van der Werf
First author: Department of Entomology, Cornell University, NYSAES, Geneva, NY 14456; second author: 1 Findlay Avenue, Ottawa, Ontario K1S 2T8 Canada; and third author: Department of Theoretical Production Ecology, Wageningen Agricultural University, Bornsesteeg 47, Wageningen, 6708PD, the Netherlands
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Accepted for publication 13 July 1999.
Guides for making crop protection decisions based on assessments of pest abundance or incidence are cornerstones of many integrated pest management systems. Much research has been devoted to developing sample plans for use in these guides. The development of sampling plans has usually focused on collecting information on the sampling distribution of the pest, describing this sampling distribution with a mathematical model, formulating a sample plan, and sometimes, but not always, evaluating the performance of the proposed sample plan. For crop protection decision making, classification of density or incidence is usually more appropriate than estimation. When classification is done, the average outcome of classification (the operating characteristic) is frequently robust to large changes in the sampling distribution, including estimates of the variance of pest counts, and to sample size. In contrast, the critical density, or critical incidence, about which classifications are made, has a large influence on the operating characteristic. We suggest that rather than investing resources in elaborate descriptions of sampling distributions, or in fine-tuning sample size to achieve desired levels of precision, greater emphasis should be placed on characterizing pest densities that signal the need for management action and on designing decision guides that will be adopted by practitioners.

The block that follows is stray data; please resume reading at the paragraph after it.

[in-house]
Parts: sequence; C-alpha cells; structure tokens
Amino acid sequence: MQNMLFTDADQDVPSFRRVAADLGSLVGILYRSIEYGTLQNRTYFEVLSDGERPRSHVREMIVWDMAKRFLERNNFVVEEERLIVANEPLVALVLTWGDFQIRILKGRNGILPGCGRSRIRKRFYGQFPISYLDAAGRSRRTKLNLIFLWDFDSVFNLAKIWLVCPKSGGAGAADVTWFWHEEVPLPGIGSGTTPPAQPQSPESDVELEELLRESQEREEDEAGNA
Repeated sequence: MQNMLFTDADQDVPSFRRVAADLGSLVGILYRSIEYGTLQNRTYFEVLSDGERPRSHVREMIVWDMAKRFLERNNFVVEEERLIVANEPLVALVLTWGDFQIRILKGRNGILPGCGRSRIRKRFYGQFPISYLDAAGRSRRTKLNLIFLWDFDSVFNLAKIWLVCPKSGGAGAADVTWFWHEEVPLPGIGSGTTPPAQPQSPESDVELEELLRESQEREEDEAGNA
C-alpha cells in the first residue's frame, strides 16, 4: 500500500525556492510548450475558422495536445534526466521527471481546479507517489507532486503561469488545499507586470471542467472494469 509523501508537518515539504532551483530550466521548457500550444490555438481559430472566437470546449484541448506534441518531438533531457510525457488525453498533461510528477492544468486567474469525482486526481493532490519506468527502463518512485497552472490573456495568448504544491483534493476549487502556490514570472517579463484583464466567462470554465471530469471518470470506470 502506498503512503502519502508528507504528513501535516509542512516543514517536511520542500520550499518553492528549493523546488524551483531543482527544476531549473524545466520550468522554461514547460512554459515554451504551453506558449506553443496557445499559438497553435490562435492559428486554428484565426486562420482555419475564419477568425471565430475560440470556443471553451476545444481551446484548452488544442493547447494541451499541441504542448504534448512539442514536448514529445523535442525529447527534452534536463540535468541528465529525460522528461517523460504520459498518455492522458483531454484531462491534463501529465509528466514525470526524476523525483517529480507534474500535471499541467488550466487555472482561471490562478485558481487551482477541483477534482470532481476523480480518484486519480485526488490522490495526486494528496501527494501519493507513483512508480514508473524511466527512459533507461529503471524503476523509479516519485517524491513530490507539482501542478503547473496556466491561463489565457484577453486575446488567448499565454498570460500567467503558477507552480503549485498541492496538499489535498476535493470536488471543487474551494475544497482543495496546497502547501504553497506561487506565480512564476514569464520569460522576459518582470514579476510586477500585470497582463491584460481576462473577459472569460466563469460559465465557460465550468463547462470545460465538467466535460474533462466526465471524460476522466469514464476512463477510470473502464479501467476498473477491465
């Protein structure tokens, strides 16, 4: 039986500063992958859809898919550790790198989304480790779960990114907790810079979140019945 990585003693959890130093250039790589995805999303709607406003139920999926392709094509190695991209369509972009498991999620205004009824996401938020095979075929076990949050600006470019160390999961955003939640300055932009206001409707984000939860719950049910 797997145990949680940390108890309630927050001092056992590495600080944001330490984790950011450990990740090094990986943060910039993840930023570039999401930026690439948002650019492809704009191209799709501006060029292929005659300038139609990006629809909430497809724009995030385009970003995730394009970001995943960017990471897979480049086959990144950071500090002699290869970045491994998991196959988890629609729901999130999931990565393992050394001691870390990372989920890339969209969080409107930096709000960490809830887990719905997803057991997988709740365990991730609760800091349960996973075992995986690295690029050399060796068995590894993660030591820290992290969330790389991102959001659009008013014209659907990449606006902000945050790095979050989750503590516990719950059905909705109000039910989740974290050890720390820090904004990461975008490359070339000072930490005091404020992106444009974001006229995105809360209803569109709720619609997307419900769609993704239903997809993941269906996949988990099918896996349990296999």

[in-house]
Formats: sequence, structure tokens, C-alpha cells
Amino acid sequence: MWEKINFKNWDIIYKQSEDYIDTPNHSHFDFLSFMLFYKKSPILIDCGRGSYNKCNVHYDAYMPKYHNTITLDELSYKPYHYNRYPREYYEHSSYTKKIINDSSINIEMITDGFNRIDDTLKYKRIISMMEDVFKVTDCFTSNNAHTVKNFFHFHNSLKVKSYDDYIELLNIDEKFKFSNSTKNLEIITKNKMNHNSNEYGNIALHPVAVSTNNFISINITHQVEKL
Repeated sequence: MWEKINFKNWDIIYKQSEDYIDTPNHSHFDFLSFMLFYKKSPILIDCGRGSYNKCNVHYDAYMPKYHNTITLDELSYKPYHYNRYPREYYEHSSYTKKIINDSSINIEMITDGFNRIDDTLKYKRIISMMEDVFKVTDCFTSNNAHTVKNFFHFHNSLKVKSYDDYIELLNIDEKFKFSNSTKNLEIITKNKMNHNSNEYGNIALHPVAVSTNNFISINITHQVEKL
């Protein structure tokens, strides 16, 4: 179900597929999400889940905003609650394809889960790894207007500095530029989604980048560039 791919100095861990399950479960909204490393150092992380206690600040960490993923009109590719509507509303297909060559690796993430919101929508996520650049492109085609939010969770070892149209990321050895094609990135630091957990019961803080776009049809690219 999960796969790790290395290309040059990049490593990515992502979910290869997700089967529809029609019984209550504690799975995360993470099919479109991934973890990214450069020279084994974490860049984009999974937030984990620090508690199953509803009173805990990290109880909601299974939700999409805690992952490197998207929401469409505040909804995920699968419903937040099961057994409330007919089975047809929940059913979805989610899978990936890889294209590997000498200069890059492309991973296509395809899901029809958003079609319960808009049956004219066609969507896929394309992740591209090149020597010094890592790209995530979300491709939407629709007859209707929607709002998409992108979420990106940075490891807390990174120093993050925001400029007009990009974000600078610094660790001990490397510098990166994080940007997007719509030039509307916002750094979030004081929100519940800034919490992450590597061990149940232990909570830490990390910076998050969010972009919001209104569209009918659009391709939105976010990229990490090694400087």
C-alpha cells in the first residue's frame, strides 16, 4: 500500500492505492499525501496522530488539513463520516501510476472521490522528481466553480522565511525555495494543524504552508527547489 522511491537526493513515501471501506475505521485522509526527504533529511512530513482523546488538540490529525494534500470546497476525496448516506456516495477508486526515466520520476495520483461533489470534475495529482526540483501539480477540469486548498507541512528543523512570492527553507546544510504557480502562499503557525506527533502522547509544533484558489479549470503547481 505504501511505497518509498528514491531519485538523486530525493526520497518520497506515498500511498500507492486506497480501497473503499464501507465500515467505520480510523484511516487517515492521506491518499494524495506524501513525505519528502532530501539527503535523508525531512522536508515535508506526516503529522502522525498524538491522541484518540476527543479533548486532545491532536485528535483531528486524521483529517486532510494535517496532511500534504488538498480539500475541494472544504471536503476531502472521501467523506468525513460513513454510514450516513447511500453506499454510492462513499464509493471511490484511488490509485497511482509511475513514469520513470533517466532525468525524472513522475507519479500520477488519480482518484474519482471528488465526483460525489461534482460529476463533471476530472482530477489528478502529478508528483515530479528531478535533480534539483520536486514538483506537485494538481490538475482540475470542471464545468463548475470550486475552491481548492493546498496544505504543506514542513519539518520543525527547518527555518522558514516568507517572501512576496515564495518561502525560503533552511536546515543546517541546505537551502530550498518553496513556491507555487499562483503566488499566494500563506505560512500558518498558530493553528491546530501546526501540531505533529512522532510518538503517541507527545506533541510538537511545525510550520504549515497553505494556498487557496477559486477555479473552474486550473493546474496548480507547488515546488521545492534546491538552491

© 1999 The American Phytopathological Society